The hard battle between Intel and AMD seems to be long way to go. While Intel clearly has the upper hand in client processors and AMD is playing catch-up, there is another battle brewing for PC processors, particularly in notebooks. Here, we will discuss about the battle for the “secondary” processor and how this battle will not pit Intel against AMD, but rather, x86 architecture against ARM. And it’s not looking good for x86.
Dell and lenovo have come out with the “instant” laptop, which has capability to instantly access mail, calender, web without full boot up of the machine. They run a version of the Firefox browser for Web surfing and provides direct connection to Exchange, GroupWise or IMAP/POP3 e-mail systems through direct memory access. Also included is a dedicated document viewer for Word, Excel, PowerPoint and PDF files, dedicated Wi-Fi and a VPN for secure connectivity. In essence, what Dell has done with Latitude ON is provide an embedded “smartphone-lite” device that uses the main screen, keyboard, power and memory systems.
What makes the Dell and Lenovo approach interesting is that first, they utilize low-cost, low-power, ARM-based chips adapted from the smartphone industry. Second, they provide dedicated-function processing. And third, each subsystem is capable of being functionally extended, possibly even by third parties through a future API to include additional convenience and protection capabilities.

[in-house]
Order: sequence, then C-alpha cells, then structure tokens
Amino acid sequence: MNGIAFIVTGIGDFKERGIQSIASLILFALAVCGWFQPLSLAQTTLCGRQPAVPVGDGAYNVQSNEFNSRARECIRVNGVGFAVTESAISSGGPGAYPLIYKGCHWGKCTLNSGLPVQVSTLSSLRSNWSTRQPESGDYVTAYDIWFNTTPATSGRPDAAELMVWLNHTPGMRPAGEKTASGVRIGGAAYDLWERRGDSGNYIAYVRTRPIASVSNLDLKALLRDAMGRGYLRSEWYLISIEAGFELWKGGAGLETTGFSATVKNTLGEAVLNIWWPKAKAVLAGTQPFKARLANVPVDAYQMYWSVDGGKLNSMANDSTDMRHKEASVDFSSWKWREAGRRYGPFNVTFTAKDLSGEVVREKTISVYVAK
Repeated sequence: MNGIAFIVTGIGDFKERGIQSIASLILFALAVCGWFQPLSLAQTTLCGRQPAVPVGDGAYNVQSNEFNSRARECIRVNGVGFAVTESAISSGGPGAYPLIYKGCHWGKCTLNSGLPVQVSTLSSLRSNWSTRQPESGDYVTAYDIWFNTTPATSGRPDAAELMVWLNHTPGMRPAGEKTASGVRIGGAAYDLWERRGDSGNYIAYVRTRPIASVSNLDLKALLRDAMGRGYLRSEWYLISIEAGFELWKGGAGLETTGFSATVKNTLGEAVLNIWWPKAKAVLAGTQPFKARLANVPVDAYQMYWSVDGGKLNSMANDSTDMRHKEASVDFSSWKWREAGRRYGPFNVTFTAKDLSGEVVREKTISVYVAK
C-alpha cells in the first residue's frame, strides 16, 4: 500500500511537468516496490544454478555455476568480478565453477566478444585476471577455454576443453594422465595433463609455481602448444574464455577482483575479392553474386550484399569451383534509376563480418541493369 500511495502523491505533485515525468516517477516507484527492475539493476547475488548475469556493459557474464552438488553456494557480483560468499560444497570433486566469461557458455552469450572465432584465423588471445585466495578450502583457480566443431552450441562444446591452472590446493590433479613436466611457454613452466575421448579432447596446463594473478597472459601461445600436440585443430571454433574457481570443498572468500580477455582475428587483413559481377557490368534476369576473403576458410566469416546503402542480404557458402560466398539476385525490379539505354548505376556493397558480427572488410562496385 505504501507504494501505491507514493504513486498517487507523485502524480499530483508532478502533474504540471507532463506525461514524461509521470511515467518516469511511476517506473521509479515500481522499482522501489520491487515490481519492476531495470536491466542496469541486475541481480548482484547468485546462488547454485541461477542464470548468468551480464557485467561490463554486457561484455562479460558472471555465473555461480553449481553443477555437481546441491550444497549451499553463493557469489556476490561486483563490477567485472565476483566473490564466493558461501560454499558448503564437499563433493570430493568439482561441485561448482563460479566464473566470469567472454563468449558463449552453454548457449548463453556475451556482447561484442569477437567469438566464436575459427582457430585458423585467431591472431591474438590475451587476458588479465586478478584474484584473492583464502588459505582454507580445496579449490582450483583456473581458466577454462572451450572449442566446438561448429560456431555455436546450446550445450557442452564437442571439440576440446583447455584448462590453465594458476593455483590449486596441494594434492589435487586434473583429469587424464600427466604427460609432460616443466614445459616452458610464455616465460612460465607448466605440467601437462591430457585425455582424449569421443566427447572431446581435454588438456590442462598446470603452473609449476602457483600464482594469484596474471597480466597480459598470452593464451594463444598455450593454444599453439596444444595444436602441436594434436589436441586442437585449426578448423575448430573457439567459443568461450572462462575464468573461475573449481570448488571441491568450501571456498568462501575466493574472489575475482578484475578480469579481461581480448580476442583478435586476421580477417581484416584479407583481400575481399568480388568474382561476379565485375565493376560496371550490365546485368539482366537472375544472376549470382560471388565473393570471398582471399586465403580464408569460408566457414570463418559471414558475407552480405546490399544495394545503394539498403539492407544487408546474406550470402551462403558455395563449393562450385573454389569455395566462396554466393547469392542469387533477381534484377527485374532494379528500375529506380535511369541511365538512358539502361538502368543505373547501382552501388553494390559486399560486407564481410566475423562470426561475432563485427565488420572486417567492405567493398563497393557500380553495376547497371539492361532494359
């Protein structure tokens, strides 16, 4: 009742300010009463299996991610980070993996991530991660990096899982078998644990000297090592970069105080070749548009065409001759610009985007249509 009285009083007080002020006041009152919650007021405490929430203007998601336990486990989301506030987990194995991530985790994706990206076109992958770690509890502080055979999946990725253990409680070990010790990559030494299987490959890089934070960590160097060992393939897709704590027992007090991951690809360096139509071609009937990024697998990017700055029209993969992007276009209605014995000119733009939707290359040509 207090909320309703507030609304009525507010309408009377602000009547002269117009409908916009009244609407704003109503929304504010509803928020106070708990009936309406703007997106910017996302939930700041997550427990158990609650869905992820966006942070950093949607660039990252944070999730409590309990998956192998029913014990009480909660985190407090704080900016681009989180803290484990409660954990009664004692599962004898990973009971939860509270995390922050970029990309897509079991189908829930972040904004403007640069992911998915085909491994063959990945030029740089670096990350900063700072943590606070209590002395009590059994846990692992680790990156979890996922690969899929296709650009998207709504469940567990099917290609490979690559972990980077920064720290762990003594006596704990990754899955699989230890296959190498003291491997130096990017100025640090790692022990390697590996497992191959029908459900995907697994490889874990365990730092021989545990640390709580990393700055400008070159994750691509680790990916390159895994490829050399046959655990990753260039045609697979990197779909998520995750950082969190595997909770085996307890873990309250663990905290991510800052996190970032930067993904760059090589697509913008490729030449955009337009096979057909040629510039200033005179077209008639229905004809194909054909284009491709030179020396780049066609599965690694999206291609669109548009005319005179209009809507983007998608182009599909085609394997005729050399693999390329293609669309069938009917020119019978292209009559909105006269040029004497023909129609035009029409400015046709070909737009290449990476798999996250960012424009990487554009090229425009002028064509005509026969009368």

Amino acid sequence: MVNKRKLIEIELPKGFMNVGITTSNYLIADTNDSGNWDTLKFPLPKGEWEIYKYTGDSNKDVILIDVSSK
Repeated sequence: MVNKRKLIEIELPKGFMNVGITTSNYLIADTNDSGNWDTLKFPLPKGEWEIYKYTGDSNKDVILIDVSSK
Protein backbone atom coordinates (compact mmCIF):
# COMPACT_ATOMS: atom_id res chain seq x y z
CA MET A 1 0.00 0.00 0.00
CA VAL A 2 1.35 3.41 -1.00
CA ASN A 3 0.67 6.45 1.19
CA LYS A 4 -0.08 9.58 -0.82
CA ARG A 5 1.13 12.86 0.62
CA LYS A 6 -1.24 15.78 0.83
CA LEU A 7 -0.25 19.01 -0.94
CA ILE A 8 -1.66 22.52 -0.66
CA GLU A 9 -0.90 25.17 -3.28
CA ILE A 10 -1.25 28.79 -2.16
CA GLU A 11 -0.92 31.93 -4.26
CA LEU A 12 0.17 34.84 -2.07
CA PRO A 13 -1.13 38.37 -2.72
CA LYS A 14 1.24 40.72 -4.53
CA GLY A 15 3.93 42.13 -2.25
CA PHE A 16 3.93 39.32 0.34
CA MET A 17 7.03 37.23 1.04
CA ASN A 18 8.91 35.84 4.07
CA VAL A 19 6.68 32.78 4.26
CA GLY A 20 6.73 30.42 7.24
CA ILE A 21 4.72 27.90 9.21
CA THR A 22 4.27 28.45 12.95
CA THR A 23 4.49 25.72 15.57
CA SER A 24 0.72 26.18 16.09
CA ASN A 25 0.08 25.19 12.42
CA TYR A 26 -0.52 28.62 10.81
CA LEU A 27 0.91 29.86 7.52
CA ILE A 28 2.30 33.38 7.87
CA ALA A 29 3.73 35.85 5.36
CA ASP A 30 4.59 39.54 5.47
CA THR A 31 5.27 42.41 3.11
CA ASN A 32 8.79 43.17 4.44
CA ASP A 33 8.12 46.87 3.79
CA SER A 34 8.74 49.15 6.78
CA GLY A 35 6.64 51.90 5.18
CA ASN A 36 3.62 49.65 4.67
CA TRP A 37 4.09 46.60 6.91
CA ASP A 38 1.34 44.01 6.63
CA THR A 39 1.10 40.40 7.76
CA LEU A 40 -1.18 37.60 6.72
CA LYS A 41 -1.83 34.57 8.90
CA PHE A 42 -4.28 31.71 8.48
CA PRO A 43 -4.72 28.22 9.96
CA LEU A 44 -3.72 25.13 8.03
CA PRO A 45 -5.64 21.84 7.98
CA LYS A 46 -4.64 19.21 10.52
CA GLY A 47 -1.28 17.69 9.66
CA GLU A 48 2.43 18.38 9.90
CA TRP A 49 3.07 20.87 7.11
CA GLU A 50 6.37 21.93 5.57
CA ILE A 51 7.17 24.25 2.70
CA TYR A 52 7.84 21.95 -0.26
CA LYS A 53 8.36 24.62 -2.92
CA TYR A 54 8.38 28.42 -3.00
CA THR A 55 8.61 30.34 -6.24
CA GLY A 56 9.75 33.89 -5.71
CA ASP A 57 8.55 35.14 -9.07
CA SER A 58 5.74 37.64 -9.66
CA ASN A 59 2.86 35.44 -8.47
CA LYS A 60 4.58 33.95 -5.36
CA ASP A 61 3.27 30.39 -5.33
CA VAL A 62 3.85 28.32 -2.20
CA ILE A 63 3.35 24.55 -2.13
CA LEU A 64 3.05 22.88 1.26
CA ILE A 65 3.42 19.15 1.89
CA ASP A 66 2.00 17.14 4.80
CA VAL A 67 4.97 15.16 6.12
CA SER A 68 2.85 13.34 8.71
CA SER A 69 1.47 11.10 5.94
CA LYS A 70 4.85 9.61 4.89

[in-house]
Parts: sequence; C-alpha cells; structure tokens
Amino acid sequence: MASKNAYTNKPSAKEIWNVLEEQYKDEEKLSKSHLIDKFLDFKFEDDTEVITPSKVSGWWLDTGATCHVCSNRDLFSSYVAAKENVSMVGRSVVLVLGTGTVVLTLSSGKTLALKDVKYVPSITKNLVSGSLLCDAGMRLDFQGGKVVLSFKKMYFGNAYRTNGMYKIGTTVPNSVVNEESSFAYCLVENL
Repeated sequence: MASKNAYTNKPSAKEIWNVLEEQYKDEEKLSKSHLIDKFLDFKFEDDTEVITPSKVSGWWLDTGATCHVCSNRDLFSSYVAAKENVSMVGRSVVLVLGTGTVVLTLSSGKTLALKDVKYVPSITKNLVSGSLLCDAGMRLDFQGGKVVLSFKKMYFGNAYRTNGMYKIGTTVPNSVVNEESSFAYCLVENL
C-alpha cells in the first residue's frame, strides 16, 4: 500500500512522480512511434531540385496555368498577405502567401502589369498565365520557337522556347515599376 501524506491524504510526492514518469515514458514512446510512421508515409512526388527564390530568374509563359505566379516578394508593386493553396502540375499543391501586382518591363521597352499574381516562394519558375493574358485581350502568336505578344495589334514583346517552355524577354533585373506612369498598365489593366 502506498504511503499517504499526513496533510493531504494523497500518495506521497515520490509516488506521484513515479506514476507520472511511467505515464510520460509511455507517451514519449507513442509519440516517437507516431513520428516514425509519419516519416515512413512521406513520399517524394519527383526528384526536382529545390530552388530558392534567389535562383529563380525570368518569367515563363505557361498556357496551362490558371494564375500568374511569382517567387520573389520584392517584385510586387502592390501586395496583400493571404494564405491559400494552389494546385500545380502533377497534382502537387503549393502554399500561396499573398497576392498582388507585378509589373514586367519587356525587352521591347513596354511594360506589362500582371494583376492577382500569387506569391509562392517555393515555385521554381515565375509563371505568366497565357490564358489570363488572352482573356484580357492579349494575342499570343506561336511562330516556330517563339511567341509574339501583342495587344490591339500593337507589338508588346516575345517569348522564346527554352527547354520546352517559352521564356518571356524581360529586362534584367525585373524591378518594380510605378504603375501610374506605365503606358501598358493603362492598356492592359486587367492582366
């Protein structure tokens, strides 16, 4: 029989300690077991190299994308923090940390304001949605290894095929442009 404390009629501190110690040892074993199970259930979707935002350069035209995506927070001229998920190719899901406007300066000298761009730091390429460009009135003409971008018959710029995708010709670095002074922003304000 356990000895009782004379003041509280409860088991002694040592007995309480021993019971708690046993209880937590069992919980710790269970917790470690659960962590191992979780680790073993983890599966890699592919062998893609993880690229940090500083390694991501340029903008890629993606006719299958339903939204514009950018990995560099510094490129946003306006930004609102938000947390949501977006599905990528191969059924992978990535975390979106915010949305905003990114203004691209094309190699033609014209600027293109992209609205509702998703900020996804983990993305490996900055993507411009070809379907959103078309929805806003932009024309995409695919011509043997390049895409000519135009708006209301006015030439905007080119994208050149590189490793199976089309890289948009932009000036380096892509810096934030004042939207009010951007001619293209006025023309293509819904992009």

It is safe to assume that other manufacturers will follow suit and provide coprocessor subsystem in business and higher-end consumer machines—particularly as prices for ARM chips continue to fall. It is also highly likely that additional functionality will be added over time.
Finally, it is apparent that neither Windows nor x86 will be the preferred platforms utilized by these coprocessor subsystems—at least until x86 can match the low cost and low power of ARM (potentially with future Atom chips).
The bottom line: With the potential of one or more coprocessors per PC, ARM has a lucrative path in which to infiltrate the PC market—a market it has never impacted. While it’s unlikely that ARM will displace x86 for the core processor anytime soon, it nevertheless gives ARM a large potential market of many millions of units—a fact not lost on ARM licensees (for example, Texas Instruments, Freescale, Qualcomm and Samsung).
However, the coprocessing subsystems potentially offer another point of machine failure and/or instability, especially in corporate settings where consistency, security and device management is critical. Companies should be careful when and how to deploy these coprocessor-enabled systems until they prove their worth.
source : www.eweek.com